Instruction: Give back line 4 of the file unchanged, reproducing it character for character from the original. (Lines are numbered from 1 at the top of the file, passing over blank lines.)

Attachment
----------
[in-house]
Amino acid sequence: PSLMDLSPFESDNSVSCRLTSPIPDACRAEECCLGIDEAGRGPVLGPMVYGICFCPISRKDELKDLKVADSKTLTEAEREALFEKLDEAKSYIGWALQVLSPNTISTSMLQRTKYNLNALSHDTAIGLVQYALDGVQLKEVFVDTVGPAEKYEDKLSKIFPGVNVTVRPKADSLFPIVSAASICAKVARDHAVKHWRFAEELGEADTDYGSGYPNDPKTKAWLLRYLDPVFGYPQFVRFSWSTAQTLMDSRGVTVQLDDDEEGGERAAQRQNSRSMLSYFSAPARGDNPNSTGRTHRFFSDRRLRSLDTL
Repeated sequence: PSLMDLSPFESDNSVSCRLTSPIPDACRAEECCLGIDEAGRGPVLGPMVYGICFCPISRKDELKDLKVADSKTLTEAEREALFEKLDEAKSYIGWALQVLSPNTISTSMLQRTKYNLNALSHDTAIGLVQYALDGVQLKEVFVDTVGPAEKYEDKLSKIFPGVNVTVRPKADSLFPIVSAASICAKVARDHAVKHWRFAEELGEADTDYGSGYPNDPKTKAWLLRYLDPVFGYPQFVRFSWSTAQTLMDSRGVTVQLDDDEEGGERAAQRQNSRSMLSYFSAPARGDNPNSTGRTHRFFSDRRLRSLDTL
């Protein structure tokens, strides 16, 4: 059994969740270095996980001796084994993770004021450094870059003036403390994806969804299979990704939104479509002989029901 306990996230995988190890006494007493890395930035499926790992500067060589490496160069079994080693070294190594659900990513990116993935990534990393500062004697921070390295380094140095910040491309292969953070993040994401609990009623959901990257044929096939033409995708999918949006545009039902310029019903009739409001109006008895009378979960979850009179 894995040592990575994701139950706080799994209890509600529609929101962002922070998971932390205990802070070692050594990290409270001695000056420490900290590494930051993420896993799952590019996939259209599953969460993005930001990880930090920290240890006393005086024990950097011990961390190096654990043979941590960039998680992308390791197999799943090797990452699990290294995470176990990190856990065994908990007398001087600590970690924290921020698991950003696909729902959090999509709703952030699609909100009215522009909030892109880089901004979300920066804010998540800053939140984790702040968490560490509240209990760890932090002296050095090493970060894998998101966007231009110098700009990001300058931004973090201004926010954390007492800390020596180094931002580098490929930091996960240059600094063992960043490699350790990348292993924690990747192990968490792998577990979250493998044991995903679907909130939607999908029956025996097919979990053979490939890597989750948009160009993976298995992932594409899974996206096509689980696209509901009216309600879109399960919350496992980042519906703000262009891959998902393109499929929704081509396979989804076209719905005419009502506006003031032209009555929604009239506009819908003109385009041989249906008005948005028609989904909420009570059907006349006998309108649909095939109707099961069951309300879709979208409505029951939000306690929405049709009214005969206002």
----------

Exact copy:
């Protein structure tokens, strides 16, 4: 059994969740270095996980001796084994993770004021450094870059003036403390994806969804299979990704939104479509002989029901 306990996230995988190890006494007493890395930035499926790992500067060589490496160069079994080693070294190594659900990513990116993935990534990393500062004697921070390295380094140095910040491309292969953070993040994401609990009623959901990257044929096939033409995708999918949006545009039902310029019903009739409001109006008895009378979960979850009179 894995040592990575994701139950706080799994209890509600529609929101962002922070998971932390205990802070070692050594990290409270001695000056420490900290590494930051993420896993799952590019996939259209599953969460993005930001990880930090920290240890006393005086024990950097011990961390190096654990043979941590960039998680992308390791197999799943090797990452699990290294995470176990990190856990065994908990007398001087600590970690924290921020698991950003696909729902959090999509709703952030699609909100009215522009909030892109880089901004979300920066804010998540800053939140984790702040968490560490509240209990760890932090002296050095090493970060894998998101966007231009110098700009990001300058931004973090201004926010954390007492800390020596180094931002580098490929930091996960240059600094063992960043490699350790990348292993924690990747192990968490792998577990979250493998044991995903679907909130939607999908029956025996097919979990053979490939890597989750948009160009993976298995992932594409899974996206096509689980696209509901009216309600879109399960919350496992980042519906703000262009891959998902393109499929929704081509396979989804076209719905005419009502506006003031032209009555929604009239506009819908003109385009041989249906008005948005028609989904909420009570059907006349006998309108649909095939109707099961069951309300879709979208409505029951939000306690929405049709009214005969206002």